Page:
The results of a study by Robert Epstein and Ronald Robertson of the American Institute for Behavioral Research and Technology show that voters' preferences can be swayed by 20% or more through manipulating search engine results to favor one candidate over another. They call it the Search Engine Manipulation Effect (SEME).
The two believe the effect of manipulation by search engines is a serious threat to the political system. "Rankings can be masked so that people show no awareness of the manipulation," they wrote. "Knowing the proportion of undecided voters in a population who have Internet access, along with the proportion of those voters who can be influenced using SEME, allows one to calculate the win margin below which SEME might be able to determine an election outcome."
It's common knowledge among marketers that an item’s position on a list has a powerful and persuasive impact on someone's recollection and evaluation of that item. The research suggests that specific order effects -- such as primacy and recency -- show that the first and last items presented on a list, respectively, are more likely to be recalled than items in the middle.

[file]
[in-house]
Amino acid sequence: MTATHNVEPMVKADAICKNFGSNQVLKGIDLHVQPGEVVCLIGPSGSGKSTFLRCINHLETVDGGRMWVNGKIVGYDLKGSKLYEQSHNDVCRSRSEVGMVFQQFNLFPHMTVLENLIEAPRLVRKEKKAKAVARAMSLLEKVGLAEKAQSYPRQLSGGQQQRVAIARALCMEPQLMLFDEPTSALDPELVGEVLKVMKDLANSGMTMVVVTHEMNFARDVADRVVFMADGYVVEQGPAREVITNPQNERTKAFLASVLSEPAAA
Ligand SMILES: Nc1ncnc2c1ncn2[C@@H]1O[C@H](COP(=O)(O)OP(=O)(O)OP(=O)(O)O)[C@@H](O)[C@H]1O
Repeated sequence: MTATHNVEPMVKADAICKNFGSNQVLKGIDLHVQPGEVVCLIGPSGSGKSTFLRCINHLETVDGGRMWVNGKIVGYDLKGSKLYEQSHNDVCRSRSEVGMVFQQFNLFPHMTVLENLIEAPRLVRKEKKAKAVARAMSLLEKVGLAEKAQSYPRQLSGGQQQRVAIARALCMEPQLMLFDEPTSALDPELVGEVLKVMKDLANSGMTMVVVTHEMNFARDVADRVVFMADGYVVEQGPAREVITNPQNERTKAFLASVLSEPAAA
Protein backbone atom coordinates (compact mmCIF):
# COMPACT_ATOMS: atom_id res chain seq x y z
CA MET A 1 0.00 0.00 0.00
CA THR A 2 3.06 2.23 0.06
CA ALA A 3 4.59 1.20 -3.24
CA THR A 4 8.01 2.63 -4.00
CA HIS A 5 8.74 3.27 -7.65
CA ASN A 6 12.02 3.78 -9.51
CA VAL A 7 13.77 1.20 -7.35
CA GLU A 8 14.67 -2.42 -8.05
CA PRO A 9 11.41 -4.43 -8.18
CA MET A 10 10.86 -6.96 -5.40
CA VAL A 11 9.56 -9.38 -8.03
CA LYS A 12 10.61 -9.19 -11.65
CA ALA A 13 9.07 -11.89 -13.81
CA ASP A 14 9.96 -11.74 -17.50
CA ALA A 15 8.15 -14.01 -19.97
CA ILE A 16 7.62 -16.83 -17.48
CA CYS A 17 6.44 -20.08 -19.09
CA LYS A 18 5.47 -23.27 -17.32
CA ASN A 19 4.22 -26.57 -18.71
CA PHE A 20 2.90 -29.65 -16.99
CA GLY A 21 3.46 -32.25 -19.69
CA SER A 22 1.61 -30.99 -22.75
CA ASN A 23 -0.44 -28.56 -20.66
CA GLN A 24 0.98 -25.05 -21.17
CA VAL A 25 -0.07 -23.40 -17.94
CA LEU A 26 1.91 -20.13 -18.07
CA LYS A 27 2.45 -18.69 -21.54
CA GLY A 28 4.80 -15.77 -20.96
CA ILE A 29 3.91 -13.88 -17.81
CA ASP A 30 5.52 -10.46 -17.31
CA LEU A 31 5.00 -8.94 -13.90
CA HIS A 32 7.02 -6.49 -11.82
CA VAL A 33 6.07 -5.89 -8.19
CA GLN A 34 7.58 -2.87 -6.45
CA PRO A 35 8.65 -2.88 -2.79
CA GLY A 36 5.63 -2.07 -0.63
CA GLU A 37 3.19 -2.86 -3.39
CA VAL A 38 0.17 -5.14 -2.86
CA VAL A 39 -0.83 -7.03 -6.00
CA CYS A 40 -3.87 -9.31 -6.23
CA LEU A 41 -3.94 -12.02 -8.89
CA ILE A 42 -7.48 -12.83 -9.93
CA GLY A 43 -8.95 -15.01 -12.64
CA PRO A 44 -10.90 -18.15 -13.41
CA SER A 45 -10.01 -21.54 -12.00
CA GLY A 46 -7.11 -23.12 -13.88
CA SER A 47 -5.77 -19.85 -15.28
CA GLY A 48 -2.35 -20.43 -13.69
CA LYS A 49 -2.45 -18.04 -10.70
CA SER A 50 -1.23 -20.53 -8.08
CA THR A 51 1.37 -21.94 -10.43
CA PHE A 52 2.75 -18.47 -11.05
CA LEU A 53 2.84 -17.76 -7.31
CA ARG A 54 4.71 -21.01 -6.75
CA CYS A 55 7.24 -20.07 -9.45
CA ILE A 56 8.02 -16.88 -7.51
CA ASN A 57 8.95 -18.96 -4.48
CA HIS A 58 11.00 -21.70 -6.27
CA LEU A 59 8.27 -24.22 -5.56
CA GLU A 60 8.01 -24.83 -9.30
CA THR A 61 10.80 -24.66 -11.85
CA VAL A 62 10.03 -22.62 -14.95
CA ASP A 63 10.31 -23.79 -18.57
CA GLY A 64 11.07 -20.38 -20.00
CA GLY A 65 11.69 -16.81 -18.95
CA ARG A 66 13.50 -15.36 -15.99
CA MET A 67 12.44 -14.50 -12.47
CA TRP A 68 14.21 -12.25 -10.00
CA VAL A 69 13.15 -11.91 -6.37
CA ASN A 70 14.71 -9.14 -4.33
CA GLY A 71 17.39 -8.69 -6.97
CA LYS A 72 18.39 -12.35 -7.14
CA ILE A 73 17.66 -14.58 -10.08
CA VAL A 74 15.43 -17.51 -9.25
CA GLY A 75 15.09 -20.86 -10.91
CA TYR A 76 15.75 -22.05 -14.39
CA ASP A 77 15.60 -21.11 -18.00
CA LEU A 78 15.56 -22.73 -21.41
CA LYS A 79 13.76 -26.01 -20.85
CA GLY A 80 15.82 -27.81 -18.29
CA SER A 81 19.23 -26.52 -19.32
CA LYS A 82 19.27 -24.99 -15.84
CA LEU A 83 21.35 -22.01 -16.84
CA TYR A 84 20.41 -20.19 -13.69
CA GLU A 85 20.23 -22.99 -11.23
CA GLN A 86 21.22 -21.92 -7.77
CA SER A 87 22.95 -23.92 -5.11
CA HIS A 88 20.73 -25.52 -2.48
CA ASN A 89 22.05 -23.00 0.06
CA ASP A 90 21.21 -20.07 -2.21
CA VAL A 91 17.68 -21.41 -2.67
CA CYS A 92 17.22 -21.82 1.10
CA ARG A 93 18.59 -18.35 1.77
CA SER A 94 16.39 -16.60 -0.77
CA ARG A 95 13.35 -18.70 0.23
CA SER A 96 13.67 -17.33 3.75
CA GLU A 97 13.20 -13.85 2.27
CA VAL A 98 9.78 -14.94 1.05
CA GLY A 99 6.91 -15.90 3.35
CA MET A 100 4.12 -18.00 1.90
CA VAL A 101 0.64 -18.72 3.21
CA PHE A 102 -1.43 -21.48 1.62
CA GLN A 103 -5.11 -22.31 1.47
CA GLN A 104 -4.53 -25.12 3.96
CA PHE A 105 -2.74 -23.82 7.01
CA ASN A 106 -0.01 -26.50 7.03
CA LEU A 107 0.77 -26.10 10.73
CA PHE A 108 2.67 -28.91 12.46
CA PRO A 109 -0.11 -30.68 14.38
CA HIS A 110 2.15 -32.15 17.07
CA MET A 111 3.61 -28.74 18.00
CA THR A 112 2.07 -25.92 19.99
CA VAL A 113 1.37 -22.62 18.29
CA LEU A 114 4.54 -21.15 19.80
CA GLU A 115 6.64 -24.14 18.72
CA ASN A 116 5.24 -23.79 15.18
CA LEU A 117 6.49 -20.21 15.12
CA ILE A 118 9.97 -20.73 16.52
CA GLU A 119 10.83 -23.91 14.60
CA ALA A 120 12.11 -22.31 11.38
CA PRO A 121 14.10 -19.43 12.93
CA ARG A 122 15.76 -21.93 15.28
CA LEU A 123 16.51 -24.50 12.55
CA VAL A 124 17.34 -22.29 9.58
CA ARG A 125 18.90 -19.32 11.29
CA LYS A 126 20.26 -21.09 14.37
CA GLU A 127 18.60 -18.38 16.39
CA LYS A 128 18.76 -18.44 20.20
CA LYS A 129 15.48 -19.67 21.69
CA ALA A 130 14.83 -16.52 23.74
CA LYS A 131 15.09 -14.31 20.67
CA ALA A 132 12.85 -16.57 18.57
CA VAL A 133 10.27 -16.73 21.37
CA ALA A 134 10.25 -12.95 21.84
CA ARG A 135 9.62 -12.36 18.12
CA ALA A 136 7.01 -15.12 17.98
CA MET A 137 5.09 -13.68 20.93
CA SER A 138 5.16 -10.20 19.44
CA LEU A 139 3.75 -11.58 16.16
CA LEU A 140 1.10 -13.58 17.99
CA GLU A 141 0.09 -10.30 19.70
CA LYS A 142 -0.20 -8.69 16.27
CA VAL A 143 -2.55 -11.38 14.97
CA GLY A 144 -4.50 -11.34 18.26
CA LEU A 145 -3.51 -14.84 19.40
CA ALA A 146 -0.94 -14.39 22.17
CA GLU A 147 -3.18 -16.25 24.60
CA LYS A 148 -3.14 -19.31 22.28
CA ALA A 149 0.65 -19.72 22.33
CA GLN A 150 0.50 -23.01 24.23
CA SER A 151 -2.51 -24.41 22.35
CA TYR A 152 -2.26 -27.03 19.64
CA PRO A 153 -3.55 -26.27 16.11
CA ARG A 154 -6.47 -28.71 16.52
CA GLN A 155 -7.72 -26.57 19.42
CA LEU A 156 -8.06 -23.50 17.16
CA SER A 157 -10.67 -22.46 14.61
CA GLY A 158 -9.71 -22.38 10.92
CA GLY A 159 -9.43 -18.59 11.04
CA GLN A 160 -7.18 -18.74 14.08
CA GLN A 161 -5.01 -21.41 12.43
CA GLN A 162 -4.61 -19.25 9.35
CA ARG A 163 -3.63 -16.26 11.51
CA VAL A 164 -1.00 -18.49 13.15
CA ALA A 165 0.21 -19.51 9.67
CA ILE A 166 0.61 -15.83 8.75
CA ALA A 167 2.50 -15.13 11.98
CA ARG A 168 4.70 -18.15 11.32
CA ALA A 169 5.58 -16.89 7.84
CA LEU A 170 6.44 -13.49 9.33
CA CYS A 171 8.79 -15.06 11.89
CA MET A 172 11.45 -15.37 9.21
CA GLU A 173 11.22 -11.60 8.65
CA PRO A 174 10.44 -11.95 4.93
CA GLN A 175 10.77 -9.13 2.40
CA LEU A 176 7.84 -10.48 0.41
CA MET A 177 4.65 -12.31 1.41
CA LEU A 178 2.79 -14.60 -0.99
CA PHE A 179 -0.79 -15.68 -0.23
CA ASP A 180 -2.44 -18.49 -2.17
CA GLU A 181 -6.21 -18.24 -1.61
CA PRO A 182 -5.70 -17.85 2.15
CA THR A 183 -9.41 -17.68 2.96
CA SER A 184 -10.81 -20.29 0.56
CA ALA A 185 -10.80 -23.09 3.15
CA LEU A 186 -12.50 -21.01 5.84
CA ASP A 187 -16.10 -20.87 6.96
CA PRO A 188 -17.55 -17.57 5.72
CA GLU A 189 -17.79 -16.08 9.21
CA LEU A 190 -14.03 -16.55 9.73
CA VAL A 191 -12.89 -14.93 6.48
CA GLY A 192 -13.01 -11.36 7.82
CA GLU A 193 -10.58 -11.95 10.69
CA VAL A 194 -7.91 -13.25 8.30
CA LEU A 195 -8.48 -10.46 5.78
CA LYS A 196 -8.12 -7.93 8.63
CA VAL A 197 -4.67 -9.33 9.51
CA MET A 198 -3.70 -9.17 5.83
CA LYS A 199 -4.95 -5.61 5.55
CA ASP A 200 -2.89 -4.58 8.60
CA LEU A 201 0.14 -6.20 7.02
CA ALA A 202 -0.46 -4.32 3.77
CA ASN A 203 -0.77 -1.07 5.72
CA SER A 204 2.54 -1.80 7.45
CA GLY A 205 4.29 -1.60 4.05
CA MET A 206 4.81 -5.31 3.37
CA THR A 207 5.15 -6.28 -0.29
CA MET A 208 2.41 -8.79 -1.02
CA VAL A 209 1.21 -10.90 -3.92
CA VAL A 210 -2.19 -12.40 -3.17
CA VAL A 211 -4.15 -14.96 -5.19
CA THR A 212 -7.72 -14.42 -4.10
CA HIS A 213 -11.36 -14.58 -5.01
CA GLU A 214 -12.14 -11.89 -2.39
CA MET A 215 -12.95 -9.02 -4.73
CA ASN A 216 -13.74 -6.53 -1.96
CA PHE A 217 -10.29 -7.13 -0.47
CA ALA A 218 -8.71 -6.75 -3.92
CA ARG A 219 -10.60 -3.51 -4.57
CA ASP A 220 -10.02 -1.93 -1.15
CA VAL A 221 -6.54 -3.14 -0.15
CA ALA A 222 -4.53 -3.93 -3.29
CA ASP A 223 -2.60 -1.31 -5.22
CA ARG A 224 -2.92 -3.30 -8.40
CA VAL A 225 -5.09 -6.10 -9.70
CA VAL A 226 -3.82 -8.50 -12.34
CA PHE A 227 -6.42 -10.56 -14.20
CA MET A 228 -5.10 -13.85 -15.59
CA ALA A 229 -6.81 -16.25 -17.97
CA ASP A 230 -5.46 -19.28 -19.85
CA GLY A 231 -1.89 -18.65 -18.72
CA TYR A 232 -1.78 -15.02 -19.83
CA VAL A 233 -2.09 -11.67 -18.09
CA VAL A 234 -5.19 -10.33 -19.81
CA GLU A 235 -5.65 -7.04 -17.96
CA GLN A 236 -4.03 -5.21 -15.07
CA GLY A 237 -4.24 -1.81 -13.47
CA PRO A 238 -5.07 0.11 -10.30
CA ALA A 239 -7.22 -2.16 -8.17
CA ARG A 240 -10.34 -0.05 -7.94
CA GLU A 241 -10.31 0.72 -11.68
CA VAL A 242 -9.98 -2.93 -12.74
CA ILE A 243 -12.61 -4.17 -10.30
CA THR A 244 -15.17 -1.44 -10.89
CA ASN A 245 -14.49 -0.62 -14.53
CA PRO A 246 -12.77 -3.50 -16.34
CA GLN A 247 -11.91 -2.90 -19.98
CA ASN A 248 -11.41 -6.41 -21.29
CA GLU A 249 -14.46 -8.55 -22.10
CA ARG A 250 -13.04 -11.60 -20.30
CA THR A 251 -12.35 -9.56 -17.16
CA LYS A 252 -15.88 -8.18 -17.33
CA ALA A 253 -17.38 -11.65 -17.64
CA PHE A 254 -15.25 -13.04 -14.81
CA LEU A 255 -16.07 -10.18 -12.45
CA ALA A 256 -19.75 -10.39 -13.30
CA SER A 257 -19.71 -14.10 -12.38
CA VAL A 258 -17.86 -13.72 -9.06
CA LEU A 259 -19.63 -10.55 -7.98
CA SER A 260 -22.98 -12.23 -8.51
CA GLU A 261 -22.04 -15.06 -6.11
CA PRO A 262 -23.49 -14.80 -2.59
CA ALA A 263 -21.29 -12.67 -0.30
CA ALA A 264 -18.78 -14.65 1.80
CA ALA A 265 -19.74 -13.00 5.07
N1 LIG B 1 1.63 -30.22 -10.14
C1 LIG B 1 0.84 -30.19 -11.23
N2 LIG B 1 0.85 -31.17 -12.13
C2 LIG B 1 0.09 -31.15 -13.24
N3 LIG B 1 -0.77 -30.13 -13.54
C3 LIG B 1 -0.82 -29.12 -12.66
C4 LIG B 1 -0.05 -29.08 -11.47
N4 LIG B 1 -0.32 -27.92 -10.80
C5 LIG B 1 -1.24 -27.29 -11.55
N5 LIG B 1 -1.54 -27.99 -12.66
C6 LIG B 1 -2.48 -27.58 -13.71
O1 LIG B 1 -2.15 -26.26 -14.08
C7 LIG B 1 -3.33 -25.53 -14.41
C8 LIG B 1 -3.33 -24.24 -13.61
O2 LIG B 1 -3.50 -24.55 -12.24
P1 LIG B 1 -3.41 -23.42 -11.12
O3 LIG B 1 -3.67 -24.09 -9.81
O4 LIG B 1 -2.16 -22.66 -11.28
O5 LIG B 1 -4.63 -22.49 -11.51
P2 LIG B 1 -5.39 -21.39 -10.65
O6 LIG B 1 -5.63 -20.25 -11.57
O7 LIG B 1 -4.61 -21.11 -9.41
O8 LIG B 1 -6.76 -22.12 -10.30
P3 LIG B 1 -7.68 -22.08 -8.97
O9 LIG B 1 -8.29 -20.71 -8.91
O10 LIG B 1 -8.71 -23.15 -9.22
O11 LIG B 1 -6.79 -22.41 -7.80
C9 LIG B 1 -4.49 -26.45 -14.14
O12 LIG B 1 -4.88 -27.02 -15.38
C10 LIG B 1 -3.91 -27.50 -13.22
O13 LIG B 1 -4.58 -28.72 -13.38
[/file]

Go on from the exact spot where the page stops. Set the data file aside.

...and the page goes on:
Elections are often won by small vote margins. The researchers note that 50% of U.S. presidential elections were won by vote margins under 7.6%, and 25% of U.S. senatorial elections in 2012 were won by vote margins under 6.0%.
"In close elections, undecided voters can make all of the difference, which is why enormous resources are often focused on those voters in the days before the election," the two wrote. "Because search rankings biased toward one candidate can apparently sway the voting preferences of undecided voters without their awareness and, at least under some circumstances, without any possible competition from opposing candidates, SEME appears to be an especially powerful tool for manipulating elections."
Researchers suggest that regulations could potentially detect manipulation. In theory, through continually rating pages and monitoring search rankings, it might be possible to identify and track search ranking bias related to elections, although biased rankings would be impossible or nearly impossible for regulators to detect.
Happy Holidays to all. See you back here Monday, Dec. 28, 2015.